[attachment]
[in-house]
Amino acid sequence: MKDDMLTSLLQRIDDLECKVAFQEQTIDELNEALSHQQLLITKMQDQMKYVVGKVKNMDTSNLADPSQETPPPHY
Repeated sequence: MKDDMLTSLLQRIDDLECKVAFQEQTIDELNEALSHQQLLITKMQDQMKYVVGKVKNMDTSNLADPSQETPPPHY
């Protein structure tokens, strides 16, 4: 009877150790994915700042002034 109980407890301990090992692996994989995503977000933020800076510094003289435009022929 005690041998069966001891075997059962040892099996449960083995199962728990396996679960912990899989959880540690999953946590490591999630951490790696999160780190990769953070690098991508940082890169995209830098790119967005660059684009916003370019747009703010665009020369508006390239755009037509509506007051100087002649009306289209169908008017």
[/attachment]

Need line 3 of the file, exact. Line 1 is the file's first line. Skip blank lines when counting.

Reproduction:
Repeated sequence: MKDDMLTSLLQRIDDLECKVAFQEQTIDELNEALSHQQLLITKMQDQMKYVVGKVKNMDTSNLADPSQETPPPHY